Reevaluating the Holding Time & Preservation Requirements for Acrolein & Acrylonitrile in Water

Operational Issues Impacting the Environmental Laboratory Industry
Oral Presentation

Prepared by D. Friedman1, R. Burrows2, B. Meadows3, J. Morgan4, J. Paar5, A. Hanley6, T. Strock7
1 - American Council for Independent Laboratories (ACIL), 10817 Rippon Lodge Drive, Fairfax, VA, 22032-2931, United States
2 - Eurofins TestAmerica Laboratories, 4955 Yarrow Street, Arvada, CO, 80002, United States
3 - Babcock laboratories, , , United States
4 - Pace Laboratories, , , United States
5 - The NELAC Institute, , , United States
6 - US. Environmental Protection Agency/Office of Water, , , United States
7 - US Environmental Protection Agency/ORCR, , , United States

Contact Information:; 703-389-3821


For a number of years, members of the laboratory community have been asking the Environmental Protection Agency (EPA) to modify the holding time and preservation requirements for acrolein and acrylonitrile in EPA Method 624. The industry has asked that: (a) the requirement to preserve samples at a pH of 4-5 be eliminated and instead make the preservation requirement identical to that for purgeable aromatic hydrocarbons, which preserves samples below pH 2, and (b) that the allowable maximum holding time be extended to 14 days.

In a letter sent to EPA on November 2010, the former Environmental Laboratory Advisory Board (ELAB) cited data from URS Corporation, demonstrated that acrolein and acrylonitrile were stable in both deionized water and groundwater whether the samples had not been preserved or had been preserved with HCl to pH 2. Samples were shown to be stable for, at least, 16 days. EPA has deemed the information received from ELAB/URS insufficient to justify the requested changes.

The Environmental Monitoring Coalition (EMC), was recently formed of organizations and individuals active in environmental monitoring. Members include: experts from commercial environmental testing laboratories, state laboratory associations, state regulatory agencies, other trade associations, academia, federal and state agencies, data users, and environmental monitoring vendors including consulting firms and laboratory assessment bodies.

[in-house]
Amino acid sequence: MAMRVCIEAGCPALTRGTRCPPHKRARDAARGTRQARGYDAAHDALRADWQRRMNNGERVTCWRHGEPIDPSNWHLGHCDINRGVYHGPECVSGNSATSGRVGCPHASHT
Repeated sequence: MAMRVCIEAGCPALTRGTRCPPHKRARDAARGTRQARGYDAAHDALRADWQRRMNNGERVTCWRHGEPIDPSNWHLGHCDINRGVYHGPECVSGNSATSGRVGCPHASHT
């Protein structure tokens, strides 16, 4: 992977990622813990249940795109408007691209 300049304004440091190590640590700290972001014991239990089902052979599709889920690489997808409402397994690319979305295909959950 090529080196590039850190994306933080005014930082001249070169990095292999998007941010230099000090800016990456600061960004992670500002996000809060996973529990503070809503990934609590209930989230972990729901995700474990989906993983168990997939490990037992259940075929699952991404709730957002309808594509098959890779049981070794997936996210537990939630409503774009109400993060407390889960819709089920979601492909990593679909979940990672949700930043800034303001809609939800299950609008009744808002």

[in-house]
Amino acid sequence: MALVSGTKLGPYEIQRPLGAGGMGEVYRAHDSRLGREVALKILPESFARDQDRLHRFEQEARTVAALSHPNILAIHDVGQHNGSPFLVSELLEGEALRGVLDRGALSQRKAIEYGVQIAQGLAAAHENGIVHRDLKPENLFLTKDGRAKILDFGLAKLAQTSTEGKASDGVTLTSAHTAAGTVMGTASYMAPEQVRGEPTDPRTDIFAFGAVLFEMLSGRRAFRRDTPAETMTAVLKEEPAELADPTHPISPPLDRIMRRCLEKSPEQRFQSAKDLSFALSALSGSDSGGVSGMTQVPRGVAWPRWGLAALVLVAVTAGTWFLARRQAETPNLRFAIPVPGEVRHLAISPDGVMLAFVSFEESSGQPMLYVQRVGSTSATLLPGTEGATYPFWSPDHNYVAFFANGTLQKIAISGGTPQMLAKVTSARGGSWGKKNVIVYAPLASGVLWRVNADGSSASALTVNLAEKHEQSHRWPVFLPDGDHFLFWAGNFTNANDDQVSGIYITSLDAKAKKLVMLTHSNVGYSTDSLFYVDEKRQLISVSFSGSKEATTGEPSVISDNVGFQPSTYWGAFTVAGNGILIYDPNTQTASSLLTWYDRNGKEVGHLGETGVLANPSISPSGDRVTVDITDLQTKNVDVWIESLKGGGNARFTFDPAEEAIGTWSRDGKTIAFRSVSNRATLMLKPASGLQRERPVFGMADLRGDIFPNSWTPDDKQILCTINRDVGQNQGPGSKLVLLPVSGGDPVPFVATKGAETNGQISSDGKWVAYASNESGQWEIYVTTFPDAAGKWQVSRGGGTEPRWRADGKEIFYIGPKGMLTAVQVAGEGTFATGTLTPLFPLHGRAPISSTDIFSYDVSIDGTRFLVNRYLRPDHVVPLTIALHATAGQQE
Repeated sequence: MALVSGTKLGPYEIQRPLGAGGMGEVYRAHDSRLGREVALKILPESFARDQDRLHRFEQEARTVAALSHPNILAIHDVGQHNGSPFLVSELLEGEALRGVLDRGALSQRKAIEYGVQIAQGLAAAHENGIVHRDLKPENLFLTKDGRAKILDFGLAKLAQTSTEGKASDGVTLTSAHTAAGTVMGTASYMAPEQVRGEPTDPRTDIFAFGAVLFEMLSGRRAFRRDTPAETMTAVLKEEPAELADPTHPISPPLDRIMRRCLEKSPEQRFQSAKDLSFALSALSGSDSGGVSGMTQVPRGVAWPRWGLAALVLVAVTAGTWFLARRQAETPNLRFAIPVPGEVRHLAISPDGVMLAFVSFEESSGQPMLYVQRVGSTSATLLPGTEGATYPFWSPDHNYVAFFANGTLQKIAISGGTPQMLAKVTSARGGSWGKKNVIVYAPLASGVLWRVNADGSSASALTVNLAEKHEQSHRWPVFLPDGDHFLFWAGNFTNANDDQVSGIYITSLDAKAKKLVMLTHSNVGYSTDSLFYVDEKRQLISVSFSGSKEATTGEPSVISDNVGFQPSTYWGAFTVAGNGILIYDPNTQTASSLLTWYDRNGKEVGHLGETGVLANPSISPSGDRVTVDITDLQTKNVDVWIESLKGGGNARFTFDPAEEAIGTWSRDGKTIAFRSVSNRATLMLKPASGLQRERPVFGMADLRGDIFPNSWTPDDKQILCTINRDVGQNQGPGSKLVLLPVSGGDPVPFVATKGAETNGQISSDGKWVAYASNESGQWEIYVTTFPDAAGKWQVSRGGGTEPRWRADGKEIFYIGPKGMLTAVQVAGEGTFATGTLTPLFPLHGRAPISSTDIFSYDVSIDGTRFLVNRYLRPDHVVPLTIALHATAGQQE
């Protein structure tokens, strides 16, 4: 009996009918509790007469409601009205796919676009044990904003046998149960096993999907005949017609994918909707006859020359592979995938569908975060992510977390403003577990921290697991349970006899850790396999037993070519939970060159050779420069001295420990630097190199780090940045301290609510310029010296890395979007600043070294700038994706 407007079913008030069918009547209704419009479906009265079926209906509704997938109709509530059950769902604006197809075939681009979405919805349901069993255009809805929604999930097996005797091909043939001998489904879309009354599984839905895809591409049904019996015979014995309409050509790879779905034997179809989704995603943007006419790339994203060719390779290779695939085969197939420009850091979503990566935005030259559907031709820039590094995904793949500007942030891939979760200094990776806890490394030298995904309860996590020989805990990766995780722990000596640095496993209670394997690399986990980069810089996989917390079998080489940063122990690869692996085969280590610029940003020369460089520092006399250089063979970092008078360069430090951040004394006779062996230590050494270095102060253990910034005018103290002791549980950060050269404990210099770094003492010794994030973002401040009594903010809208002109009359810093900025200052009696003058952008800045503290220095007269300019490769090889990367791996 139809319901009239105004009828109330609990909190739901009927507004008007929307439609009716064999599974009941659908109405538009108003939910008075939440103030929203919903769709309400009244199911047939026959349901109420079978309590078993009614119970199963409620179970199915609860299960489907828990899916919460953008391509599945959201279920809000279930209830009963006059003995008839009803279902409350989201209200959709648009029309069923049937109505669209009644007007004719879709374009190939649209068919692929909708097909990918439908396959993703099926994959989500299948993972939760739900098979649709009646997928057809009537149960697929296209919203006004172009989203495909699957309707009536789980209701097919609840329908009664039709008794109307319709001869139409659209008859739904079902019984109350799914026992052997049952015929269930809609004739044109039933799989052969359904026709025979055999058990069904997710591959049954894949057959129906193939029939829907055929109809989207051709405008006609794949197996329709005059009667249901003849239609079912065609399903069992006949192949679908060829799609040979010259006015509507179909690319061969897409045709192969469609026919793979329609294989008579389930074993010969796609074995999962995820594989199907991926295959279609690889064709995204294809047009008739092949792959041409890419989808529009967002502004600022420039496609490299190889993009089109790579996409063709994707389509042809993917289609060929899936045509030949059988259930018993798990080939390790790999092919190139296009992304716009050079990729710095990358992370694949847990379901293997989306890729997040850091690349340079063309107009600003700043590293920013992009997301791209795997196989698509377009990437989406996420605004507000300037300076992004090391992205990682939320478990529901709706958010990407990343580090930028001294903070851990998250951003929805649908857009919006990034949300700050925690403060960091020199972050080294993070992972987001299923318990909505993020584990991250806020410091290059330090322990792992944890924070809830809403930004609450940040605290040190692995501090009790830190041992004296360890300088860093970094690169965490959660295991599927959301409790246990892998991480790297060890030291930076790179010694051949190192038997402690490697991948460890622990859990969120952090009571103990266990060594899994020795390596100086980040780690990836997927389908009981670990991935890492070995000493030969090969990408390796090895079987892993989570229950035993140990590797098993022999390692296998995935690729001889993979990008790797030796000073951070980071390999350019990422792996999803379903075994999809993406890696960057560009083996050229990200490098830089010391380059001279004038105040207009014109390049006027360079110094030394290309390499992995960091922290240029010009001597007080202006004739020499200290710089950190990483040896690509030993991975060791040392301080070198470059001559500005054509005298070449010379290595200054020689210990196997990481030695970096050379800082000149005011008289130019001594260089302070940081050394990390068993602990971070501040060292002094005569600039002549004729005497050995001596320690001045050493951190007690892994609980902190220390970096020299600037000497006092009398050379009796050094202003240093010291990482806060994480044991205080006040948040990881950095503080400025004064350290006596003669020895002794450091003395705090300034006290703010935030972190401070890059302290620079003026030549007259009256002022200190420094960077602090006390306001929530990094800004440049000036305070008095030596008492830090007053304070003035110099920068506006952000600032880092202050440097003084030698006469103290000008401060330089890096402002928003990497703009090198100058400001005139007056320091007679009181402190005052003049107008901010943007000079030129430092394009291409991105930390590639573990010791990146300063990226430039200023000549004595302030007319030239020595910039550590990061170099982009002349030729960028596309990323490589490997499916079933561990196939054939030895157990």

The EMC focuses on developing consensus recommendations to federal and state agencies and stakeholder groups that will reflect the opinions and positions of its constituents on issues that include but are not limited to:
• Validating and implementing methods for sample collection and for biological, chemical, radiological, and toxicological analyses;
• Standards and guidance for developing scientifically rigorous, statistically sound, and representative environmental measurements;
• Encouraging the performance approach in environmental monitoring and regulatory programs;
• Employing a quality systems approach that ensures that environmental monitoring data are of known and documented quality; and
• Facilitating the operation and expansion of a national environmental laboratory accreditation program.
In addition, the EMC works with government to assist with method development and validation efforts.

Since EPA has not acted on the ELAB request due to a lack of sufficient data demonstrating the validity of the requested change, the EMC initiated a study to collect the additional data needed for EPA to justify the requested change. The objective of the study will be to demonstrate that acidification of samples to pH≤2 preserves the acrolein and acrylonitrile concentration in water samples as well as the current 40 CFR Part 136, and SW-846 acidification to pH 4.0 – 5.0 requirement. A secondary objective will be to confirm the efficacy of the current preservation and holding time guidance. It is the goal of the EMC that with this additional data, the EPA Offices of Water and of Resource Conservation and Recovery will adopt the requested preservation and holding time recommendations in their respective programs.

In the study:
1. Samples will be collected from six (6) sources representing matrices of interest in the Clean Water Act (CWA) and Resource Conservation and Recovery Act (RCRA) programs.

2. Samples will then be split into three three aliquots. One aliquot will be preserved with 1:1 HCl to pH ≤ 2.; one to a pH of 4.0 – 5.0; and one aliquot will be left unpreserved. Each aliquot will then be used to fill 40 mL VOA vials and the vials spiked with acrolein and acrylonitrile to a level of 100 ppb of each of the subject compounds.

3. Samples will be analyzed on on Days 0, 3, 7, 10 and 14 using EPA Method 624.1.

5. The results of the testing will be evaluated to determine the efficacy of the preservation approaches and the suitability of a 14 day holding time and submitted to EPA.

This presentation will review the study design, present the results of the testing, and outline next steps to be taken by the EMC.